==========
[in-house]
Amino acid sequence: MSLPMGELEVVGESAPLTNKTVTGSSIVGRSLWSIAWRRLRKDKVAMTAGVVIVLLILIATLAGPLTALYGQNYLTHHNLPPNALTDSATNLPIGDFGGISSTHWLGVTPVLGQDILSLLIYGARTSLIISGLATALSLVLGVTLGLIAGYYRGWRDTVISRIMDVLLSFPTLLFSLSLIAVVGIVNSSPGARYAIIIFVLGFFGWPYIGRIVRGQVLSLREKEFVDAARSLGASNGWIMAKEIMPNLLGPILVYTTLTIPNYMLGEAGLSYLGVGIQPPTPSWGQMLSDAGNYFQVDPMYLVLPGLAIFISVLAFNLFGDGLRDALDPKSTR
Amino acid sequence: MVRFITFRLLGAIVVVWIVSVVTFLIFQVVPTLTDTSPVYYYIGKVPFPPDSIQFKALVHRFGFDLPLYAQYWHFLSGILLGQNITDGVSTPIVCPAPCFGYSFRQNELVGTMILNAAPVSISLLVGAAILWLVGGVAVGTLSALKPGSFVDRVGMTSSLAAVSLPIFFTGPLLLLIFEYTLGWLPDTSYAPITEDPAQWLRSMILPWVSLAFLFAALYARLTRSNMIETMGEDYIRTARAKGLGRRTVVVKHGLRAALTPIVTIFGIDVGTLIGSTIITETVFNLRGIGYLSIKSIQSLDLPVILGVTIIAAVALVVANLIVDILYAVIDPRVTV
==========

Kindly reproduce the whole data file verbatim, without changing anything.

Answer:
[in-house]
Amino acid sequence: MSLPMGELEVVGESAPLTNKTVTGSSIVGRSLWSIAWRRLRKDKVAMTAGVVIVLLILIATLAGPLTALYGQNYLTHHNLPPNALTDSATNLPIGDFGGISSTHWLGVTPVLGQDILSLLIYGARTSLIISGLATALSLVLGVTLGLIAGYYRGWRDTVISRIMDVLLSFPTLLFSLSLIAVVGIVNSSPGARYAIIIFVLGFFGWPYIGRIVRGQVLSLREKEFVDAARSLGASNGWIMAKEIMPNLLGPILVYTTLTIPNYMLGEAGLSYLGVGIQPPTPSWGQMLSDAGNYFQVDPMYLVLPGLAIFISVLAFNLFGDGLRDALDPKSTR
Amino acid sequence: MVRFITFRLLGAIVVVWIVSVVTFLIFQVVPTLTDTSPVYYYIGKVPFPPDSIQFKALVHRFGFDLPLYAQYWHFLSGILLGQNITDGVSTPIVCPAPCFGYSFRQNELVGTMILNAAPVSISLLVGAAILWLVGGVAVGTLSALKPGSFVDRVGMTSSLAAVSLPIFFTGPLLLLIFEYTLGWLPDTSYAPITEDPAQWLRSMILPWVSLAFLFAALYARLTRSNMIETMGEDYIRTARAKGLGRRTVVVKHGLRAALTPIVTIFGIDVGTLIGSTIITETVFNLRGIGYLSIKSIQSLDLPVILGVTIIAAVALVVANLIVDILYAVIDPRVTV